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PwC: Firms see mixed results in outsourcing

Survey of U.S. and European companies finds that less than half consider outsourcing financial functions to be cost effective.

A survey of U.S. and European companies has found that less than half consider outsourcing financial functions to be cost-effective.

About 44 percent of companies that have outsourced financial functions say they have saved a moderate amount, according to a new study from PricewaterhouseCoopers. Another 3 percent say they have saved a great deal.

However, 31 percent of the companies see limited or very little financial benefit to outsourcing; 9 percent believe they are breaking even; and 4 percent say they are losing money.

About 77 percent of U.S. companies say they have outsourced financial functions in the past two years, the survey said, while 72 percent of their European counterparts have done so.

While companies are finding mixed financial benefits to the practice, they're still interested in outsourcing, the study found.

Nearly 75 percent of American and European corporations that use outsourcing to support their financial functions will continue to do so over the next two years, according to the survey. About 29 percent of these companies expect to increase their use of outsourcing of financial functions, with spending likely to be 16 percent higher than present levels, the survey found.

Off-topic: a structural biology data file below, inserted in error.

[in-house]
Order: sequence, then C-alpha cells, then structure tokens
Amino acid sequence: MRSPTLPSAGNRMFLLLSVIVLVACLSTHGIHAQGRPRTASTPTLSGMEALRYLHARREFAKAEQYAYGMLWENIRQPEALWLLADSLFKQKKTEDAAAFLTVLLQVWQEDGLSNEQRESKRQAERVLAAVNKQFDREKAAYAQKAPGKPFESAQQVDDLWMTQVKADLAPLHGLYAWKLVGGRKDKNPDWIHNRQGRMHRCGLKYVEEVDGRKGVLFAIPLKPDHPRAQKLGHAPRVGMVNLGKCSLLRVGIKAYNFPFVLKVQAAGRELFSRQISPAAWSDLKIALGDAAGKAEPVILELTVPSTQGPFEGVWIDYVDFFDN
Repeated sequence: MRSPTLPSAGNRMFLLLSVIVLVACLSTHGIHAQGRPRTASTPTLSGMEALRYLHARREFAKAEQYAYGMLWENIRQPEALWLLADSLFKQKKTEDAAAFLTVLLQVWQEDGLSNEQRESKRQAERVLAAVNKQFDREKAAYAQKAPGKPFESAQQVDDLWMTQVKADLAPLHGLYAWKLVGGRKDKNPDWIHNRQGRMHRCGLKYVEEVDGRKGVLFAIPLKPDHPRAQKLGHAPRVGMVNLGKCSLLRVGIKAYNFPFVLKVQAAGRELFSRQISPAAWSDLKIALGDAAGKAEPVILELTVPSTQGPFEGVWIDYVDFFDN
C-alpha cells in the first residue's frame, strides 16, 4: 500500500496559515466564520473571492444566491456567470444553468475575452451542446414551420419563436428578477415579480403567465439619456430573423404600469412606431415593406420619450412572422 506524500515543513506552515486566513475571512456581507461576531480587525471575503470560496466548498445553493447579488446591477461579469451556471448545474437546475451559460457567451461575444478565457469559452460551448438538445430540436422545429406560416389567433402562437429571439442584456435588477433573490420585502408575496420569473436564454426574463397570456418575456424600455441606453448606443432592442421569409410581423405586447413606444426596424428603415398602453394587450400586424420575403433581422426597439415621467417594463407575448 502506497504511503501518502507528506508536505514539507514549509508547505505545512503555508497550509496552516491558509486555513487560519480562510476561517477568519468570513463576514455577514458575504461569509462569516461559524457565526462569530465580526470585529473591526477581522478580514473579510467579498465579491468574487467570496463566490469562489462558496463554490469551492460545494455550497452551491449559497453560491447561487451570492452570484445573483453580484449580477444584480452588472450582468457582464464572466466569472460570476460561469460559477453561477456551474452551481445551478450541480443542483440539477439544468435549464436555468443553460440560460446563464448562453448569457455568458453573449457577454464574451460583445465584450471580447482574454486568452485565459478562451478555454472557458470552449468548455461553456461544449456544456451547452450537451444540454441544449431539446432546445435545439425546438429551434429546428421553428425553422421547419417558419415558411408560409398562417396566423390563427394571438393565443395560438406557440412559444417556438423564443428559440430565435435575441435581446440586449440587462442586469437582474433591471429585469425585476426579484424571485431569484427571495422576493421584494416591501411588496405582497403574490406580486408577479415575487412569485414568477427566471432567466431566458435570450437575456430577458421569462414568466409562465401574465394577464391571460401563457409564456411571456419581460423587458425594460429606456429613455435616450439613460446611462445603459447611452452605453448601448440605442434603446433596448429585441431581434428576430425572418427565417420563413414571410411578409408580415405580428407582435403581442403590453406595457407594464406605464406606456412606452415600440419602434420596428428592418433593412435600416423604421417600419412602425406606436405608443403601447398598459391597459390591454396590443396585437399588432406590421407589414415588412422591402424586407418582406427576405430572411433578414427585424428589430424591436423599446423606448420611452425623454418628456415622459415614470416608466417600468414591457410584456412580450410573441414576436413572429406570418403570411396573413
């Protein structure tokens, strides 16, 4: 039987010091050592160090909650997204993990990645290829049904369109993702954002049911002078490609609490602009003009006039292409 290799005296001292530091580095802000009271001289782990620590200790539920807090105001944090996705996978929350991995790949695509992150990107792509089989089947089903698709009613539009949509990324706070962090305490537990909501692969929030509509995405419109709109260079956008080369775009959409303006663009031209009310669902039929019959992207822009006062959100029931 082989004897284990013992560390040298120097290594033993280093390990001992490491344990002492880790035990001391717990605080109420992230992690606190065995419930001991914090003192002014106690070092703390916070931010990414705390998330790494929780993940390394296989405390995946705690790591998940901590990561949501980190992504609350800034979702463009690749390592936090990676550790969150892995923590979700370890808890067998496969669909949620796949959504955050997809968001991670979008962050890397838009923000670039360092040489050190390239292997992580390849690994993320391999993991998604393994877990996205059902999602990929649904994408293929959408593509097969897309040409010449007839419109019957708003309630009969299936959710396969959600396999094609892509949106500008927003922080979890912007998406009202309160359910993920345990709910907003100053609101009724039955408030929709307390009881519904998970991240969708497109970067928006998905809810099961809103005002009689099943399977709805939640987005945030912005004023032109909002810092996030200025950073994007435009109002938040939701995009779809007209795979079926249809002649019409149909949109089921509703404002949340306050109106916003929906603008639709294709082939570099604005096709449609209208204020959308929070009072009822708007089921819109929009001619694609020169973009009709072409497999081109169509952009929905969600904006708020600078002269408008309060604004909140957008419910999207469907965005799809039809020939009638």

A PwC representative said the disconnect between the outsourcing push and the financial results is mostly due to lack of planning on the companies' part.

"Many multinational companies that outsource financial functions do not find it to be cost-effective," Dan DiFilippo, performance improvement analyst at PwC, said in a statement. "Companies that turn to outsourcing for cost savings should conduct comprehensive feasibility studies to better understand their potential return on investment. Many companies enter outsourcing arrangements without conducting a proper cost-benefit analysis."

The study, done in the third quarter, is based on interviews with 127 chief financial officers and managing directors of European companies and 151 of such executives at U.S. companies.

The study also reported that companies face difficulties in calculating return on investment. A majority of those with difficulty estimating their return said they would have benefited from monitoring process improvement or conducting an initial feasibility study with a cost-benefit analysis.